Dear Mr. Superman, Mr. Batman, Ms. Wonder Woman, and other esteemed do-gooders,
Although I have been waiting patiently for a few years in the hope that an advertisement would appear, I feel for the sake of my career that now is a good time to approach you. In essence, I am wondering whether you are, or will be, accepting any new members into your fine organization. More specifically, I am inquiring as to whether you need the services of a geneticist, since that is my particular field of expertise.
Part of the reason I am contacting you now is that I suspect you are possibly hurt by the unwarranted waning in public interest associated with your group, a symptom that likely correlates to the soaring popularity of some of your competitors—the X-Men and Spider-Man, to name two.
Anyway, this is why I think I can help—as a geneticist, I can bring a lot to the table. To me, it’s no coincidence that the X-Men, Spider-Man, and the like are mostly a consequence of fortuitous genetic modification.
More specifically, my knowledge in genetics can directly tackle your weaknesses. For instance, current genetic technologies could be utilized to offset Mr. Superman’s annoying kryptonite problem. Whether it’s the result of something specific in his genetic makeup or the result of the rest of society having some sort of innate immunity, the issue at stake is a difference in biological makeup. This, of course, makes it a perfect candidate for targeted gene therapy.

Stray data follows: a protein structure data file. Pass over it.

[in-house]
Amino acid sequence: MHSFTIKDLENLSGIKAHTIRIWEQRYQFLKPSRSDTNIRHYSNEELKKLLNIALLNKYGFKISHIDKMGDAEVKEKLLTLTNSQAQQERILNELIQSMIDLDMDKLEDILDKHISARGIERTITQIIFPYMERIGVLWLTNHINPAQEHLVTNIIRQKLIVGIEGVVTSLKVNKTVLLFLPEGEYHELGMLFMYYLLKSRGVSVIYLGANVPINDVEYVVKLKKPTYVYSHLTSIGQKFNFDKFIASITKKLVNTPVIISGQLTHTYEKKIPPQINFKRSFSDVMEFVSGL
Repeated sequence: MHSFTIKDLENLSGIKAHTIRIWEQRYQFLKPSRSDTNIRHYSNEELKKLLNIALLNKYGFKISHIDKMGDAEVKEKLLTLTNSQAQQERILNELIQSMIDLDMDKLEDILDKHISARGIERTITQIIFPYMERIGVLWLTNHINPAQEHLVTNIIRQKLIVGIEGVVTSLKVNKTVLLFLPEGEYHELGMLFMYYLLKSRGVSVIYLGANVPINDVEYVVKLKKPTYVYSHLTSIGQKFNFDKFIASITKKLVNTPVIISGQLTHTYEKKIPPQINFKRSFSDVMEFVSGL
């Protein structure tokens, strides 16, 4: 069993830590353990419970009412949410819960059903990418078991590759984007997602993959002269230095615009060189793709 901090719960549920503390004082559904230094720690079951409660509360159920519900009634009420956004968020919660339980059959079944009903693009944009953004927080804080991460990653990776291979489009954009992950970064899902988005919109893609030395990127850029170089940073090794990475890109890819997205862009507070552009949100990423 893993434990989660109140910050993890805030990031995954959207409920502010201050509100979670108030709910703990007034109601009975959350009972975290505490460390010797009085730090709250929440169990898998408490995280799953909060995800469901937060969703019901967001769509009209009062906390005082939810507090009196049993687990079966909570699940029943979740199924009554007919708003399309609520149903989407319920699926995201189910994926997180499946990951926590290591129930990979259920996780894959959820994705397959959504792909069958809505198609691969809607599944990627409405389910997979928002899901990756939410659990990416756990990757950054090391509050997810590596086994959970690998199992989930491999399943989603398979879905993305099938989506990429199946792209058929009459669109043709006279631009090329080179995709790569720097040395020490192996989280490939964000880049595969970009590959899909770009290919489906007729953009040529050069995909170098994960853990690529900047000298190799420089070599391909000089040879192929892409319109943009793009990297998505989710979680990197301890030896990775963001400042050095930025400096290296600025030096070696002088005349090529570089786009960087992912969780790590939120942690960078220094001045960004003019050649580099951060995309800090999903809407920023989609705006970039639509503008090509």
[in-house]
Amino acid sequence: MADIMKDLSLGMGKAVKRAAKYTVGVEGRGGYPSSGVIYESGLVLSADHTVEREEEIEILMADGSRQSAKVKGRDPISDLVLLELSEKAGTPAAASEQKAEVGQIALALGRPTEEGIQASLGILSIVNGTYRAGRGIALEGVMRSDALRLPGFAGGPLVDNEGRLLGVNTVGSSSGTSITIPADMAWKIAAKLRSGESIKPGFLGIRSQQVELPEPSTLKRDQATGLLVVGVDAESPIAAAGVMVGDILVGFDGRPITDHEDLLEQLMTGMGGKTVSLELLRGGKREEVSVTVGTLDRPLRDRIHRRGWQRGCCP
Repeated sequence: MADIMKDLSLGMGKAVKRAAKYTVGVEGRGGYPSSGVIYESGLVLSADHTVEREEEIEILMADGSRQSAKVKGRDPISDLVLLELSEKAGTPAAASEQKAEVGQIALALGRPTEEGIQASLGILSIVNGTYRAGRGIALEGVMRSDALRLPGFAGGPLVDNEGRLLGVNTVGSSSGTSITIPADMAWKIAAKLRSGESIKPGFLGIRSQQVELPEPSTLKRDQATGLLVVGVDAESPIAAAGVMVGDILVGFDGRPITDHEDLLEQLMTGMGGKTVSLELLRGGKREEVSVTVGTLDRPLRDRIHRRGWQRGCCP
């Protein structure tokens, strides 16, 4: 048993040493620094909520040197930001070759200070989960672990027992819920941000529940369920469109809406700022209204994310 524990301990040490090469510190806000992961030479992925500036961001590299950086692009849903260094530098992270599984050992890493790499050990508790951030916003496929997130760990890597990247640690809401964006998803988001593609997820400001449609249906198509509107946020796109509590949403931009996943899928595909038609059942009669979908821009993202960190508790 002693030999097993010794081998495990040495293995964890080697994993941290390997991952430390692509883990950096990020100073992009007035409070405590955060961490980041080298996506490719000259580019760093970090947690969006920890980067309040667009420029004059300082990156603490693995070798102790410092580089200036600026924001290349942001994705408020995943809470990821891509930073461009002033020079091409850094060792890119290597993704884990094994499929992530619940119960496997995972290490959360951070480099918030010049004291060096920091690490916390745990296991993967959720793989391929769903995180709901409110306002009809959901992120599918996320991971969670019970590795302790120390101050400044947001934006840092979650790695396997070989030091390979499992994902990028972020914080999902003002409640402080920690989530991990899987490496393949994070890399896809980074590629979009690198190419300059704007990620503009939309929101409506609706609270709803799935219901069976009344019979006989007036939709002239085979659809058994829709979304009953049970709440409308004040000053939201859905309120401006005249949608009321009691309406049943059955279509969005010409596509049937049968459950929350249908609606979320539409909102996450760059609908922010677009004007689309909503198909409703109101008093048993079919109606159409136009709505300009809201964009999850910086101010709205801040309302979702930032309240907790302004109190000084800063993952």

Mr. Batman could also benefit greatly from a genetic analysis. I would not be surprised if his manic-depressive tendencies are hard to manage and counterproductive to the group as a whole. Here we can perform a few diagnostic genetic tests, which can then go to great lengths to effectively pinpoint and manage these potentially bothersome tendencies.
Even Ms. Wonder Woman could stand to gain from my genetic expertise. Clearly, engaging in intensive hand-to-hand combat with her sizable chest is problematic. But how exactly would you perform breast-reduction surgery—or any surgery, for that matter—when an individual’s magic bracelets are constantly maneuvering to defend against an incoming scalpel? My point is that you don’t have to—I may be able to do something about this by using current genetic-manipulation methodologies.
And just imagine what could be done with cloning. The mind reels, does it not?
Now, with respect to fighting crime, I think that, overall, it wouldn’t take much effort to transform me into a fully functional Superfriend. I already have a well-equipped laboratory facility, which, with your help, could easily be relocated to the appropriate underground cave, glacier, secret island, or space station.
As for a costume, I own several lab coats, which, when worn with a good pair of spandex pants, will, I’m sure, sufficiently instill some semblance of fear into those who choose to do battle with me. I would offer to wear some retro-looking goggles as well, but, unfortunately, I need my prescription glasses, and, well, contacts tend to make my eyes itch.
Although I can’t fly, and I don’t own anything close to resembling a Batmobile or an invisible jet, I do drive around in one of those stylish yet practical Mazda MPVs. If you recall, this is Mazda’s very popular minivan model (you know—zoom zoom!), which would probably look quite superheroish were I to paint some lightning bolts or DNA strands on its sides.
Also, if it helps, I know quite a few physicists who may be able to lend a hand with Ms. Wonder Woman’s embarrassing “the jet is invisible but I’m clearly not” situation.
Dr. David Ng
University of British Columbia
Vancouver, BC, Canada